To our modern ears, that sounds uncomfortably like Western paternalism and imperial conquest, but there’s more to the story – and it’s based on historical events. The real Jesuit Reductions were certainly oriented to evangelization, but they were also a hedge against oppression. At the time, there was no consensus in Europe regarding slavery, and that extended to the colonies. Thus, the Guaraní and other tribal groups were at risk of enslavement depending on where they dwelled: The Portuguese permitted the practice in their territories, but it was forbidden in Spanish colonies – which is where the Jesuits located their Reductions.

At one point, Rodrigo Mendoza (Robert De Niro), a reformed mercenary and slave trader, seeks reconciliation with the Guaraní he’d been persecuting as well as with God. After a profound redemption, Mendoza asks Fr. Gabriel (Jeremy Irons) how he can demonstrate his gratitude. Mind you, Fr. Gabriel is a Jesuit priest, someone well familiar with libraries and intense study, so you’d expect at least a couple books in response – maybe a treatise on forgiveness and then a copy of The Spiritual Exercises by St. Ignatius.

But, no. The Jesuit pushes a small Bible across the table to Mendoza, and says, “Read this.” As the scene progresses, you hear a voiceover of De Niro reading St. Paul’s “Love” passage in I Corinthians 13 (from a modified King James Version):

Though I have all faith, so that I could remove mountains, and have not love, I am nothing. And though I bestow all my goods to feed the poor, and though I give my body to be burned, and have not love, it profiteth me nothing.

São_Miguel_das_Missões_(Brazil)At the same time, on the screen, De Niro’s character interacts with the Guaraní – conversing with them, laughing and smiling with them. It’s stirring depiction of redemptive love in action.

There’s lots more to be said about this film (by all means, see it if you haven’t!), but the message of this particular scene is clear: The essence of the Faith is found in Sacred Scripture – it’s the one indispensable book. “Ignorance of the Scriptures,” wrote St. Jerome, “is ignorance of Christ” (DV #25), and there’s no doubt that St. Francis would’ve concurred – his own revolutionary conversion was precipitated by hearing the Gospel proclaimed to him afresh.

What’s true for Francis is true for his followers. In a 1956 address, Pope Pius XII called the Secular Franciscans a “school of Christian perfection,” which makes so much sense. We want to become saints ourselves, and the Secular Franciscan Order is like an ongoing seminar in which we study and imitate the way of sanctification that Francis himself followed. And, like any school, this one has required reading – actually, a single text. Here’s how the authors of To Live as Francis Lived put it:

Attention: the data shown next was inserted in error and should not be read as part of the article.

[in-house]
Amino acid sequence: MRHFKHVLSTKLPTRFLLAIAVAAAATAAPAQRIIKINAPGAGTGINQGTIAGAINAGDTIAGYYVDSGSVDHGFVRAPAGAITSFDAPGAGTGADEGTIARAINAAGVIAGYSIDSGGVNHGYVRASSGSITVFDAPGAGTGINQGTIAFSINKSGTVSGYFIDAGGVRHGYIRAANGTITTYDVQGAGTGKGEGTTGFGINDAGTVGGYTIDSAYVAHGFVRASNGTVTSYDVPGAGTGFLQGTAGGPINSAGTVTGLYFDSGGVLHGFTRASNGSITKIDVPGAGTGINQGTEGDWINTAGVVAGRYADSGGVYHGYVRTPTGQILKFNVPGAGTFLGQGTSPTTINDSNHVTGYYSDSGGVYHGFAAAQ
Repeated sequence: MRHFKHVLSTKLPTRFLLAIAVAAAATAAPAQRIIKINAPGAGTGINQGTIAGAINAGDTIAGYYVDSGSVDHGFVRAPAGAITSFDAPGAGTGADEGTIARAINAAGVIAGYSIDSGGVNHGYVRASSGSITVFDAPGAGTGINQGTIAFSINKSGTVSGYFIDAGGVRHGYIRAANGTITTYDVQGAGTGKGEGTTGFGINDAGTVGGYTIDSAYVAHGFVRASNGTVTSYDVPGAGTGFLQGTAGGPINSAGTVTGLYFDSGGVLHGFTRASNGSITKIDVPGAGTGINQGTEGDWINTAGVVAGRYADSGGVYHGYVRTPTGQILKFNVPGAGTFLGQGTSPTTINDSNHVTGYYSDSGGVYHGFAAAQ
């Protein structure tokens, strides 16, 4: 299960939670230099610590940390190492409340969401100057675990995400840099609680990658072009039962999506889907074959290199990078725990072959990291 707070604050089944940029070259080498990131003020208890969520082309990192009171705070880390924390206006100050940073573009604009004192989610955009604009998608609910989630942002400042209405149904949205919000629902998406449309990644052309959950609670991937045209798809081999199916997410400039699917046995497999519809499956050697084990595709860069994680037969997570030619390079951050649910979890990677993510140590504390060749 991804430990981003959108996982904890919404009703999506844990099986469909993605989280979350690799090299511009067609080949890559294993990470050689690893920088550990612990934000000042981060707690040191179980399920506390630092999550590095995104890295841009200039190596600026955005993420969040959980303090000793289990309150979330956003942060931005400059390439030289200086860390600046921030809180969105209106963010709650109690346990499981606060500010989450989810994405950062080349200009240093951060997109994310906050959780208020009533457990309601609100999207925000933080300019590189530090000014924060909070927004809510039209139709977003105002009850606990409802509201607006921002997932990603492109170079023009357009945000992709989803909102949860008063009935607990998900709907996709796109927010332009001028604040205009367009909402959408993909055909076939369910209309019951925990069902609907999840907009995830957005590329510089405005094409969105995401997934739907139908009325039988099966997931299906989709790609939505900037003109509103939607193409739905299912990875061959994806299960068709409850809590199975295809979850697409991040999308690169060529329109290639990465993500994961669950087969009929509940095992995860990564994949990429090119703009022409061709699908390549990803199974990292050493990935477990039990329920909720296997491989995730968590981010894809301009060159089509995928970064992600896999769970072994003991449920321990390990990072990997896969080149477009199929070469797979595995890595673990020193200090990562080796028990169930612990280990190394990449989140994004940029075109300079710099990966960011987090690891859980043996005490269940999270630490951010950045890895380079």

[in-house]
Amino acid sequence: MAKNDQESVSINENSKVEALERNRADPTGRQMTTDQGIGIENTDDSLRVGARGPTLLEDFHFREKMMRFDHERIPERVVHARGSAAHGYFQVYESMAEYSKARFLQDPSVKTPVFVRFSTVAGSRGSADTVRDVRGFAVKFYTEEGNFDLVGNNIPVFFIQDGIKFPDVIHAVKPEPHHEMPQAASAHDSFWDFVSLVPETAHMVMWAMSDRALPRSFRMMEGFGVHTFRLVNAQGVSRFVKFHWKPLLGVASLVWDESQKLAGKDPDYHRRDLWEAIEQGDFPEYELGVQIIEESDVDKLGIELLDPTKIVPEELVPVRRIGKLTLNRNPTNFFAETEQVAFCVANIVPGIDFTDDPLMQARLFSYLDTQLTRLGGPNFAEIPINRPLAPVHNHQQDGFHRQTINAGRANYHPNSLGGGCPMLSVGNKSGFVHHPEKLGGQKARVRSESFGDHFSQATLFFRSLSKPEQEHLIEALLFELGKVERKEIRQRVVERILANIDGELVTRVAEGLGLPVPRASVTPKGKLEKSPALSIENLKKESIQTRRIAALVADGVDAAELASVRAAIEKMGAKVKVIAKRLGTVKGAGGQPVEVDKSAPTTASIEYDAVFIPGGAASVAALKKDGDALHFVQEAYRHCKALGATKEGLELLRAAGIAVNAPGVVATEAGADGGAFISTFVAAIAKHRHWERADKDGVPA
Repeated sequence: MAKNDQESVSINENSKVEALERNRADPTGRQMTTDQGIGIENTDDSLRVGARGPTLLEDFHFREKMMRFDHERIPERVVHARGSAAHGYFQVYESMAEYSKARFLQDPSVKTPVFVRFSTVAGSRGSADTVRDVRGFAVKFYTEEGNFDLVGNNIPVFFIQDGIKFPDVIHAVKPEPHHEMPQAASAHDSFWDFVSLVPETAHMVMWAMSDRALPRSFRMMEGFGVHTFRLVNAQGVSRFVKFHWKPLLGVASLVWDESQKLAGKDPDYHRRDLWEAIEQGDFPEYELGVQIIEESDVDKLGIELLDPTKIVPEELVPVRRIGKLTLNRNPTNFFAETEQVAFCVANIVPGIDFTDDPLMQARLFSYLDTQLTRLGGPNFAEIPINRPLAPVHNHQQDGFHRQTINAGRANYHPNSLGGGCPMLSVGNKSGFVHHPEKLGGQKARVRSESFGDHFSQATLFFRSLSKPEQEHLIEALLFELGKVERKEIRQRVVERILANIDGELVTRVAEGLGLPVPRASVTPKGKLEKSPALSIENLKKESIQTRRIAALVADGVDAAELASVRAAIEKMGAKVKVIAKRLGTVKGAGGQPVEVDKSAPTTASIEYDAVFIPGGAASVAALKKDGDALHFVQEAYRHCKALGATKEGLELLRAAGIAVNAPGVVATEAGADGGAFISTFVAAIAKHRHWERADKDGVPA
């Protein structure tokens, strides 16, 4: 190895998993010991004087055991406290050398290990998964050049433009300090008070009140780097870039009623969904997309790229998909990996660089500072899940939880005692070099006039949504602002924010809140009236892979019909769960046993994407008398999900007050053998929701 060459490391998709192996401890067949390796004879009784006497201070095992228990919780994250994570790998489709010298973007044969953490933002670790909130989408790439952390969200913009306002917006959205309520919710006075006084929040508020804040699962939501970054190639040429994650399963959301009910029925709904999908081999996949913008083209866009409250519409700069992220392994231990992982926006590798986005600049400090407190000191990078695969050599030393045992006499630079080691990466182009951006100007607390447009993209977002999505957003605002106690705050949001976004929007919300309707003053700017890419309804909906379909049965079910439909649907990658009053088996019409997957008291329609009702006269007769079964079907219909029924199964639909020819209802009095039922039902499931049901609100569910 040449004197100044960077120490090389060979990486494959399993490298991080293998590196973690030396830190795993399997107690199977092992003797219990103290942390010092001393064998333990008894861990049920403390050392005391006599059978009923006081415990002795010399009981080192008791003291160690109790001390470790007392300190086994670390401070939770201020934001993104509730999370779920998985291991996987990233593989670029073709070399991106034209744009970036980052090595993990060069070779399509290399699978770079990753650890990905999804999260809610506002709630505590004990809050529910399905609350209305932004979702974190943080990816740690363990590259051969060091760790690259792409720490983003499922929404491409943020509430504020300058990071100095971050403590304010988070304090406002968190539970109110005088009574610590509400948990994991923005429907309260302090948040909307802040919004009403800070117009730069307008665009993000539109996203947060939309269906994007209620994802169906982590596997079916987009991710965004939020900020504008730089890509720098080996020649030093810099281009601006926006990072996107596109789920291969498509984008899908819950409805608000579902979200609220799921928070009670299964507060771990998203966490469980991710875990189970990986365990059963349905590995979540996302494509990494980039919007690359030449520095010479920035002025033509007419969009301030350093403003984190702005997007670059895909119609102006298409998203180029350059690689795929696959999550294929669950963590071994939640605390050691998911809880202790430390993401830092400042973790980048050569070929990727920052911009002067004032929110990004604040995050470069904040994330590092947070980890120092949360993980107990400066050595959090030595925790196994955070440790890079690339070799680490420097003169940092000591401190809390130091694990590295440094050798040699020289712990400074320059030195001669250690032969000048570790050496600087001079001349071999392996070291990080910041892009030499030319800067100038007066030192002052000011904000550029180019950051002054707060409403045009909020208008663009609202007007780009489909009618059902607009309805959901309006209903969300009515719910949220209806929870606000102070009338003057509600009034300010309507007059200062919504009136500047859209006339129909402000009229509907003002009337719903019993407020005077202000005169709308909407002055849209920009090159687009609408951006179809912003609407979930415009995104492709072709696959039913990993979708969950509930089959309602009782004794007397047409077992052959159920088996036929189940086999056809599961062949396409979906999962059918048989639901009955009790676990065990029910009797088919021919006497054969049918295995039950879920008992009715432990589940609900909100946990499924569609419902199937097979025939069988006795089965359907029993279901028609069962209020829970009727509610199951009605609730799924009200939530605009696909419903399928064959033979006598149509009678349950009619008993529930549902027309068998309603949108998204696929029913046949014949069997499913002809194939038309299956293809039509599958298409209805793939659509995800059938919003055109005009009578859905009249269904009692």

The textbook of that school is the Gospel, the inspired faith-vision written down by the Church in the New Testament. This is primary. Any additions such as the Rule and Constitution are merely attempts to make some practical suggestions about carrying out the gospel in the circumstances of the twenty-first century.

There’s a stark parallel to this in The Imitation of Christ with regards to those who prefer pilgrimages to prayer. Thomas à Kempis editorializes that those who constantly flit around shrines and holy places might be missing out on what will truly benefit their souls:

Often in looking at those memorials men are moved by curiosity and novelty, and very little fruit of amendment is borne away, especially when there is so much careless trifling and so little true contrition. But here in the Sacrament of the Altar, Thou art present altogether, My God, the Man Christ Jesus; where also abundant fruit of eternal life is given to every one soever that receiveth Thee worthily and devoutly.

Why exhaust ourselves making pilgrimages if we’re not already attending to the Real Presence awaiting us in the churches right where we live? Similarly, there’s no point in reading erudite studies on Christology and thick books of theological reflection if we’re not first putting in our time with meeting Him in the written Word itself.

There’s no question that Sr. Agnes knows this – and lives it! Giving us baby Franciscans a pile of books wasn’t meant to frame the formation process as a course of study – by no means! The history and theology, bylaws and ceremony are important, but only supplemental. What is truly needful is an openness to the Holy Spirit and an eagerness for Christ – whom we encounter in Word and Sacrament. St. Francis himself pointed the way, and that Way is laid out for us in Sacred Scripture, especially the Gospels. They’re our essential reference, and they’re entitled to a reserved spot on the top of our “to-read” stacks.
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Of Esther, Veggie Tales, and Spotting the Divine

24 Mar

esther

“Queen Esther, seized with mortal anguish,
had recourse to the LORD” (Esther C:12).